23 Mar Entrepreneurism's renewed appeal hasn't bypassed Wisconsin
MADISON – You know entrepreneurism is going upscale when the Wall Street Journal and The Economist are covering it.
The Wall Street Journal may have gone decades without writing about a company that wasn’t publically owned, and The Economist has long prided itself on being above the fray of mundane endeavors such as the mechanics of company formation. Yet both publications have produced some excellent journalism of late on the promises and perils of entrepreneurism.
Crisis had made entrepreneurism counter-cyclical cool. At a time when most of the economic news is bad, occasional rays of light break through the gloom when a start-up company launches a successful product, lands a big investment or grows seemingly overnight. That is happening in Wisconsin, even as the jobless rate has climbed to 8.8 percent and some people wonder if the recession will ever end.
One of the enduring myths about Wisconsin is that you can’t find entrepreneurs here. It’s a Joe Lunchbucket state, or so the image goes, where most people would rather work for anyone else but themselves.
For a long time in Wisconsin, that perception was true. The average Joe and Jane were perfectly content to punch a clock at the local factory, especially when the pay and benefits were good and the job itself seemed quasi-permanent. But times changed. The local factory isn’t always there anymore. If it is, it has retooled and gotten a lot leaner and smarter to compete.
Necessity has been the mother of many entrepreneurial moments in Wisconsin, especially since manufacturing employment peaked in 1999-2000 and a state dependent on that sector began to diversify. Long near the bottom of the 50-state list for business start-ups, Wisconsin has laid a foundation for a new future – one that includes a healthier mix of early stage companies to augment its older and larger firms.
A recent example of Wisconsin’s renewed standing came when the U.S. Small Business Administration’s six-state Midwest region announced 11 awards to small business owners, advocates and entrepreneurs. Four of the 11 were from Wisconsin.
They were Michael Phillips, vice president of National City Bank in Milwaukee (Financial Services Champion); LaToya Robbins, owner of LaPre Enterprises Inc. in Racine (Young Entrepreneur); Laurie Benson, CEO and founder of Inacom Information Systems in Madison (Women in Business Champion); and Mike Klein, publisher and editorial director of WTN Media in Madison (Small Business Journalist).
Benson and Klein are well known in Wisconsin’s technology community, where many entrepreneurs have found a niche. As CEO of Inacom for 24 years, Benson has helped the company grow into one of Wisconsin’s largest information technology providers. She has done so while mentoring others. Klein is a UW-Madison graduate who returned from the Silicon Valley about eight years ago to launch the Wisconsin Technology Network, a well-read, online news service that focuses on the tech sector.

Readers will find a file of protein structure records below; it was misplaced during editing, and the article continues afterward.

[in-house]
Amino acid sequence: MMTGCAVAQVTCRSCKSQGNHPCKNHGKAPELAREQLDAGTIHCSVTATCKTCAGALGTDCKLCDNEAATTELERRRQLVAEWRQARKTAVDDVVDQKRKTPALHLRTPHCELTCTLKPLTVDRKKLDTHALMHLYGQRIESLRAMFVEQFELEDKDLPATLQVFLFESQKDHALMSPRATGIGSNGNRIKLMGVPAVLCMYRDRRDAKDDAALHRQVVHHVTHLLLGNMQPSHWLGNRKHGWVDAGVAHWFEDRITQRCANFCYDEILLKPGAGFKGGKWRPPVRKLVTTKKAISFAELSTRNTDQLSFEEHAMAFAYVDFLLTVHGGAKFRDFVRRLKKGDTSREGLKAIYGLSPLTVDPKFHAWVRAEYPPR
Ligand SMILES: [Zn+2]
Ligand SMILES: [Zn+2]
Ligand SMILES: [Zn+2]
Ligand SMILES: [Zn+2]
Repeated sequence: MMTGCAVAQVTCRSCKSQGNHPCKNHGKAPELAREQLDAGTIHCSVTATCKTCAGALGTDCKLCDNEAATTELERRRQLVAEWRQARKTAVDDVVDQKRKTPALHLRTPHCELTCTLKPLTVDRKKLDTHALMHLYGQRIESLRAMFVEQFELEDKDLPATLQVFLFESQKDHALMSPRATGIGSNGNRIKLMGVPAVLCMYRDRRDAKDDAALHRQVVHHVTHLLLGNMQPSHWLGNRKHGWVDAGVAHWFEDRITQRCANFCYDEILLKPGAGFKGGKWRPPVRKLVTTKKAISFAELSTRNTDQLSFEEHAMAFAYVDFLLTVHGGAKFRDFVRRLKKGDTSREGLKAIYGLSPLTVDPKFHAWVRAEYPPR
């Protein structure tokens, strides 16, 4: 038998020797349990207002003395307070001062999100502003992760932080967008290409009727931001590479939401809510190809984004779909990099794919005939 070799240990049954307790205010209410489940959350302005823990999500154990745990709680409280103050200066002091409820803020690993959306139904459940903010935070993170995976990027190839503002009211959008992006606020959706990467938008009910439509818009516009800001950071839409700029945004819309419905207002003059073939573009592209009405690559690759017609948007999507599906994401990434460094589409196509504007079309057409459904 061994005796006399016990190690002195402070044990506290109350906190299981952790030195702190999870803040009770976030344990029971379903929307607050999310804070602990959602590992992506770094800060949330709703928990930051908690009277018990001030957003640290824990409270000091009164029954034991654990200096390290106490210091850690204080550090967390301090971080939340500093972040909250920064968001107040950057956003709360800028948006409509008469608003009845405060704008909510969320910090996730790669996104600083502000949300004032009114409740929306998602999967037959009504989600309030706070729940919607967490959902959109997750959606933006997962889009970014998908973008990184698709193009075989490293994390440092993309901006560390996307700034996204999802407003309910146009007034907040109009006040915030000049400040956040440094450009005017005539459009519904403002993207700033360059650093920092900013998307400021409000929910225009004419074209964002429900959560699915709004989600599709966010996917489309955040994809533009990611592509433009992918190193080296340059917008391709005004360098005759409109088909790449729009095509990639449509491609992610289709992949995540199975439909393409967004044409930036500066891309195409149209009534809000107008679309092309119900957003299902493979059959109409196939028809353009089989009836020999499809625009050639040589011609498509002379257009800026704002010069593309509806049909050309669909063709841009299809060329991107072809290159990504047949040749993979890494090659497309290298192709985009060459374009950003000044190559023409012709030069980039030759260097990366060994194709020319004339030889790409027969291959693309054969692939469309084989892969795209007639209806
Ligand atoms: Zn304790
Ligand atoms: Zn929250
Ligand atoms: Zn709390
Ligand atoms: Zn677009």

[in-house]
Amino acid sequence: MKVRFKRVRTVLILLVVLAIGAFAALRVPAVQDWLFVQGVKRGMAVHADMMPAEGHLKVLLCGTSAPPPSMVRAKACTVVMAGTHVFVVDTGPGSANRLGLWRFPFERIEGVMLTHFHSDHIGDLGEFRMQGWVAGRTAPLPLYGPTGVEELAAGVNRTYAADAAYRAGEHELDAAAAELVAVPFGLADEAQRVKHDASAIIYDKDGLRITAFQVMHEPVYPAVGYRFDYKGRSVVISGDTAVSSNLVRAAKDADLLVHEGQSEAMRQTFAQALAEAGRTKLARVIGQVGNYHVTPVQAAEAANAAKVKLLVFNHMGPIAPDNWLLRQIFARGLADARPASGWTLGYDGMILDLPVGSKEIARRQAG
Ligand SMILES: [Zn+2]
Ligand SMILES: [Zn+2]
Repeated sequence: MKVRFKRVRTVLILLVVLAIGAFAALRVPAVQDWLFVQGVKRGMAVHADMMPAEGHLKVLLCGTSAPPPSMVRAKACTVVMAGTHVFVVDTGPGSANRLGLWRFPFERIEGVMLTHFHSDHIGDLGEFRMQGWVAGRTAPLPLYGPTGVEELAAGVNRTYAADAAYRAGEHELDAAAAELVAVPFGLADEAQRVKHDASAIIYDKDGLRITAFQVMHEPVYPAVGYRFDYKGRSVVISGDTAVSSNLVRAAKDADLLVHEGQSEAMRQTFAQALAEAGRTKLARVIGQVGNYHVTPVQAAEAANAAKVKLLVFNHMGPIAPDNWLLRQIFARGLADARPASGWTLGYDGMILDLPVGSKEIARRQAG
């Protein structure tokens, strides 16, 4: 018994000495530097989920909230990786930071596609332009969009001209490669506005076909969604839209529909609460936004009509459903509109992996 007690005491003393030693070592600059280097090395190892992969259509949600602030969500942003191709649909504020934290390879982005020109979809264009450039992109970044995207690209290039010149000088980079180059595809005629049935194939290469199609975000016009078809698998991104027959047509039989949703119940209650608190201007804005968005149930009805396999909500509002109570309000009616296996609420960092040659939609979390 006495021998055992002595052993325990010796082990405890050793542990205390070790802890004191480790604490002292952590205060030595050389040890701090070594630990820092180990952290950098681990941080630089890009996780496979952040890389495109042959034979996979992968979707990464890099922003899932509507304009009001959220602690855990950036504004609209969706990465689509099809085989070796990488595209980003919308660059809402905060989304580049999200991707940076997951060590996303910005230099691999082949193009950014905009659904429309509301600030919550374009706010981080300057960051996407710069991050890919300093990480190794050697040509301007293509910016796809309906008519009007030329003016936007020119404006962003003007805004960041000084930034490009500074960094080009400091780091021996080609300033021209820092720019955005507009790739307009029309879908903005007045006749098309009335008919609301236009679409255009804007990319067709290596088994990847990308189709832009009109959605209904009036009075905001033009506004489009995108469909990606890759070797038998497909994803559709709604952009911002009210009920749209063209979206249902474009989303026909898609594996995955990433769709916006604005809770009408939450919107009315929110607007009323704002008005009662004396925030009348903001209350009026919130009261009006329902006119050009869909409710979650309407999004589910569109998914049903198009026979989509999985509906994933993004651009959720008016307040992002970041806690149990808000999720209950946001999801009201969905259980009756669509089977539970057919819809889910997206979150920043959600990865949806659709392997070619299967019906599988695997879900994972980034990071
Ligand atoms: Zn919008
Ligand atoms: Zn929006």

Entrepreneurism is by no means limited to the tech sector, of course, and today’s entrepreneurs come in all varieties. They are not all young, nor are they necessarily social loners. Only a small number have their ideas funded by venture capitalists. Many entrepreneurs haven’t invented the latest, whiz-bang product. Sometimes, they succeed by marketing old products in new and more appealing ways. In other words, they reinvent the process.
What’s most surprising is that during a time of renewed government activism and even intervention in the economy, entrepreneurism appears to be happily charting different channels. And at a time when the economy is causing pain for so many, entrepreneurs often see opportunity in dysfunction.
Wisconsin has its fair share of entrepreneurs and is creating more every day. It is also creating room for those entrepreneurs in cyberspace, in targeted conferences, in mentoring programs and in public policies that recognize the importance of providing incentives.
Entrepreneurism isn’t for everyone, but a healthy economy depends on the fact that it’s great for some.
Recent articles by Tom Still:
- Tom Still: In one ear and out the other: Are complaints about federal budget earmarks overblown?
- Tom Still: Opposition to stem-cell research can’t be reduced to a bumper sticker
- Tom Still: In Big Pharma’s feeding frenzy, there’s opportunity (and danger) for Wisconsin firms
- Tom Still: Ready, fire, aim: State stimulus bill offers mix of tax increases and incentives
- Tom Still: Federal stimulus bill, for all its flaws, plays to Wisconsin’s tech strengths
The opinions expressed herein or statements made in the above column are solely those of the author, and do not necessarily reflect the views of Wisconsin Technology Network, LLC. WTN accepts no legal liability or responsibility for any claims made or opinions expressed herein.